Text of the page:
As Hurricane Irma made landfall in September, my gratitude for living in this great state only deepened. One after another, moving stories about Floridians selflessly, courageously and generously helping one another emerged in the face of adversity.
No part of Florida was spared from the effects of Hurricane Irma, and across the state, people stepped up to help one another and show appreciation to those who kept us safe and helped us rebuild.
One man gave the last generator in a store to a woman who needed it to keep her father’s oxygen supply working. People opened their homes to fellow Floridians who had to evacuate. First responders secured their own homes and families and then left to be stationed and ready to assist others in the aftermath of the storm.
Two airmen with the Air National Guard were married in their fatigues because they were deployed indefinitely.
After the storm was no different. Neighbors helped neighbors saw trees off their houses. Sister Margaret Ann, aka “Chainsaw Nun,” grabbed a chainsaw to help clear a road.
Strangers from other states and as far away as Canada poured in to restore power. First responders risked their own safety to rescue others.
A third-grader held a book drive and collected more than 1,000 books for children in the Keys.
In addition to being generous and brave, Floridians are thankful.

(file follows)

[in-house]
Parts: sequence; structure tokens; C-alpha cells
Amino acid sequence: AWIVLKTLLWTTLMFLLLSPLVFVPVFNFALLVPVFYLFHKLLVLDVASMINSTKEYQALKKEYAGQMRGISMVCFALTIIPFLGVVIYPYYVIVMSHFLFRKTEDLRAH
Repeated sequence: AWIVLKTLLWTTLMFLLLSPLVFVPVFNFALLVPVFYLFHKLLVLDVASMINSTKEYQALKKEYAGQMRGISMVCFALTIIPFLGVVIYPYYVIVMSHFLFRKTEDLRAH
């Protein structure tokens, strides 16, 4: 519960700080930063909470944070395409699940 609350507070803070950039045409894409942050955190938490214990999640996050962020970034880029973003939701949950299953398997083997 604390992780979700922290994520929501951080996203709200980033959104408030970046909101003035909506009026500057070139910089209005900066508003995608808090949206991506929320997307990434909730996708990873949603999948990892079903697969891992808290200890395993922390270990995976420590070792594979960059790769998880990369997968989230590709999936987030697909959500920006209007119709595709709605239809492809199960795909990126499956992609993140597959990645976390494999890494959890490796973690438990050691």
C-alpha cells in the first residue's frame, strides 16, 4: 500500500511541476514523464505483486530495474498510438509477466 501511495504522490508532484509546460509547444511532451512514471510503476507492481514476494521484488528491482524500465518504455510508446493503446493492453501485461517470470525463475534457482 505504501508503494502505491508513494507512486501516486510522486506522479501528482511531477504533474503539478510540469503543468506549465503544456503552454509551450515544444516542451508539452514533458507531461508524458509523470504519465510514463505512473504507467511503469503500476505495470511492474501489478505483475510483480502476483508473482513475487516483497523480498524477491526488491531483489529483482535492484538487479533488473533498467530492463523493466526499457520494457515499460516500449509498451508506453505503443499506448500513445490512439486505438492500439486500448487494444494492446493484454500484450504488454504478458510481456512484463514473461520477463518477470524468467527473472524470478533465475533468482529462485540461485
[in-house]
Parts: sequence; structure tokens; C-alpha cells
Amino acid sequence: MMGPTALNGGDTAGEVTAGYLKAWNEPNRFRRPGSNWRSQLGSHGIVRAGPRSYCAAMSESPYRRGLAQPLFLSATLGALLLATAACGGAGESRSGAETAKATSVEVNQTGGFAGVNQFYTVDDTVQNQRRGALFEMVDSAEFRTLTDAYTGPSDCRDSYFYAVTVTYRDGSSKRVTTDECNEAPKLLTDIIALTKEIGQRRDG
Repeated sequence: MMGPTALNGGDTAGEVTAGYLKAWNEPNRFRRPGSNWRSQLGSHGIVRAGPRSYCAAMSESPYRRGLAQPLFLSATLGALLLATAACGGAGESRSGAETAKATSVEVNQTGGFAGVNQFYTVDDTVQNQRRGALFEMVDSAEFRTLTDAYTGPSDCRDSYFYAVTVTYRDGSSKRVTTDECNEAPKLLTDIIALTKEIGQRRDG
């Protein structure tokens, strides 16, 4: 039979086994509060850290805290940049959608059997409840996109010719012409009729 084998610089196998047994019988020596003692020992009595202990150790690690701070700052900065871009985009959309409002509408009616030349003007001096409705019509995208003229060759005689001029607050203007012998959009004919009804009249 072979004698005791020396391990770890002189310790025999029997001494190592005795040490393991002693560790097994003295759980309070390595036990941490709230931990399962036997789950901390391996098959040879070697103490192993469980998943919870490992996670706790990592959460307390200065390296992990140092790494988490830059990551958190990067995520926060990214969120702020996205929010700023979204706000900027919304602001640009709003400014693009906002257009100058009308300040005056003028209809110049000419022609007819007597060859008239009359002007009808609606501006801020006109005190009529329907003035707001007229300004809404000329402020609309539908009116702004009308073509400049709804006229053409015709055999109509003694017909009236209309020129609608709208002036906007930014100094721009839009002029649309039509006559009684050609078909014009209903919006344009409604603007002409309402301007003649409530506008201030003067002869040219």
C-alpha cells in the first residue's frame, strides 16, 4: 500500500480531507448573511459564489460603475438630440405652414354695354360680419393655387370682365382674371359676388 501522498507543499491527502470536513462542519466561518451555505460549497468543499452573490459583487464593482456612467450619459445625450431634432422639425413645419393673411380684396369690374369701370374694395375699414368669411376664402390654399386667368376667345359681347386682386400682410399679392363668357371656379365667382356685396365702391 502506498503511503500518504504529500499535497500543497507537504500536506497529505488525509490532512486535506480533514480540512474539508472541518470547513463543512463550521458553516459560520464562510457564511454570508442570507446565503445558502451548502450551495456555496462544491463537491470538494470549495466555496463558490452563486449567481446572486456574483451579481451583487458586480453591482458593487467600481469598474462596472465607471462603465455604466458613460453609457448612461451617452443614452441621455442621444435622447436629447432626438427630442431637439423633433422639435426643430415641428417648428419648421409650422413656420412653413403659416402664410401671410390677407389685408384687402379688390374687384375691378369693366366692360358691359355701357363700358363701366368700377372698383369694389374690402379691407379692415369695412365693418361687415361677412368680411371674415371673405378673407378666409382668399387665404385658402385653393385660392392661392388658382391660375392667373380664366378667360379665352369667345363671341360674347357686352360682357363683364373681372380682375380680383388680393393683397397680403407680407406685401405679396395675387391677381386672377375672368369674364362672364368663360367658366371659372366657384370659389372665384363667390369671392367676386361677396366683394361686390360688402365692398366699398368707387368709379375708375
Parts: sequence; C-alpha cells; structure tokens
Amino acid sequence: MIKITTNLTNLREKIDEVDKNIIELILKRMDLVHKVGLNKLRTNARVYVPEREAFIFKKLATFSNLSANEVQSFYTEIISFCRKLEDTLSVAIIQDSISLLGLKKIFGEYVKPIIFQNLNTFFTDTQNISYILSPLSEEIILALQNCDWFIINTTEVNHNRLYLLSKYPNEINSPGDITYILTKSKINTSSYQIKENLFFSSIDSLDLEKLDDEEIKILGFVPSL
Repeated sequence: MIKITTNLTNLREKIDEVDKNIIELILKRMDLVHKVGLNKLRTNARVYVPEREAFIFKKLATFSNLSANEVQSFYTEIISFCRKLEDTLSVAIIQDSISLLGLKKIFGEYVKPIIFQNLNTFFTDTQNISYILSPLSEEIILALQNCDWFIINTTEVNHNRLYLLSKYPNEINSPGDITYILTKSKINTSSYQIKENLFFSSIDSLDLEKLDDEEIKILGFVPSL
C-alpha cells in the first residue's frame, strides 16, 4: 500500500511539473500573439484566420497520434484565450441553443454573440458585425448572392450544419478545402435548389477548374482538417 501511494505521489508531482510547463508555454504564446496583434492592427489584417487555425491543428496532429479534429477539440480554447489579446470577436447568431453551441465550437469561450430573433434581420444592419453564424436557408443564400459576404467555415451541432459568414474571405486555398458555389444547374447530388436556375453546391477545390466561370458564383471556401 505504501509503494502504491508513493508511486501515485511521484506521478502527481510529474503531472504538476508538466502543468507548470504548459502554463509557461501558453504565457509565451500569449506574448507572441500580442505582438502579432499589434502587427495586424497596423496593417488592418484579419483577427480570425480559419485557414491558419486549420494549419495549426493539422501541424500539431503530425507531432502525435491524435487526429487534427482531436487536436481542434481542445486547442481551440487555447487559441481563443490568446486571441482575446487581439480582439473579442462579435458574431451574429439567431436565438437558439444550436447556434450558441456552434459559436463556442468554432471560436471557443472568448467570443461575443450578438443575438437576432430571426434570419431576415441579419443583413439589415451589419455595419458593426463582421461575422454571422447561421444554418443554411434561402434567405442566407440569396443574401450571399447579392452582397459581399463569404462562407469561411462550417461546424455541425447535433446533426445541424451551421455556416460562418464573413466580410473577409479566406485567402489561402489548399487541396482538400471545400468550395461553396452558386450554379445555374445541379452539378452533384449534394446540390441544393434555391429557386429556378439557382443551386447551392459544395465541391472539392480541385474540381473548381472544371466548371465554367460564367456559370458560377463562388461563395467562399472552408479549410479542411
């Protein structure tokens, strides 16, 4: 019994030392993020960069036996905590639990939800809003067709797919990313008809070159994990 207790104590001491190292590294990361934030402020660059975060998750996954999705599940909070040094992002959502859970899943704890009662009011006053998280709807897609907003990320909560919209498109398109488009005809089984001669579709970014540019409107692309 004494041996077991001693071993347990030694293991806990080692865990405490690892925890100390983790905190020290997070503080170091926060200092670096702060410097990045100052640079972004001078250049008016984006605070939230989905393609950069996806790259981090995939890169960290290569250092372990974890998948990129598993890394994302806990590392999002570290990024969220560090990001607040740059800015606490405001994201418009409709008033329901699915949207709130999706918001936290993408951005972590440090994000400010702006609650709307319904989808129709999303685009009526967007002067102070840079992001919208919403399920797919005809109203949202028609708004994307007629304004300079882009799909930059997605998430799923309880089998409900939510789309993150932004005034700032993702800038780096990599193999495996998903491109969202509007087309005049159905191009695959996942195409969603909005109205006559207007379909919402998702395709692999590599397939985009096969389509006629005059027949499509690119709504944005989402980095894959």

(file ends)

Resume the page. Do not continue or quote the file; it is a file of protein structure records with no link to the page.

A Lakeland woman and gator trapper pulled together friends to serve gator tail to nearly 100 linemen who had been working tirelessly to restore power.
Dozens lined up at the Sebring Raceway to gather linemen’s clothes so they could wash and return them.
My own Bartow neighbors hosted meals for out-of-state workers for days.
A police officer in Punta Gorda received a new roof at no charge in appreciation for her selfless service.
These are only a few of the many stories that show Floridians’ true spirit.
We’re all reminded that the things we’re most thankful for aren’t things at all. We’re grateful for the friendship of neighbors and the service of strangers. We appreciate more deeply the first responders who took care of us, even as they were also victims.
We’ve seen heartfelt gratitude for the simple offer of water to an out-of-state lineman, and we’ve rediscovered the simple fellowship of the neighborhood potluck dinner where everyone cleans out their powerless freezers.
As we gather around our Thanksgiving tables, may we all be grateful for Florida’s farmers and ranchers who labor year-round to provide us with an abundance of food.
And may we also be grateful to live in a state where Floridians look out for one another when it matters most.
Adam Putnam is the Florida Commissioner of Agriculture.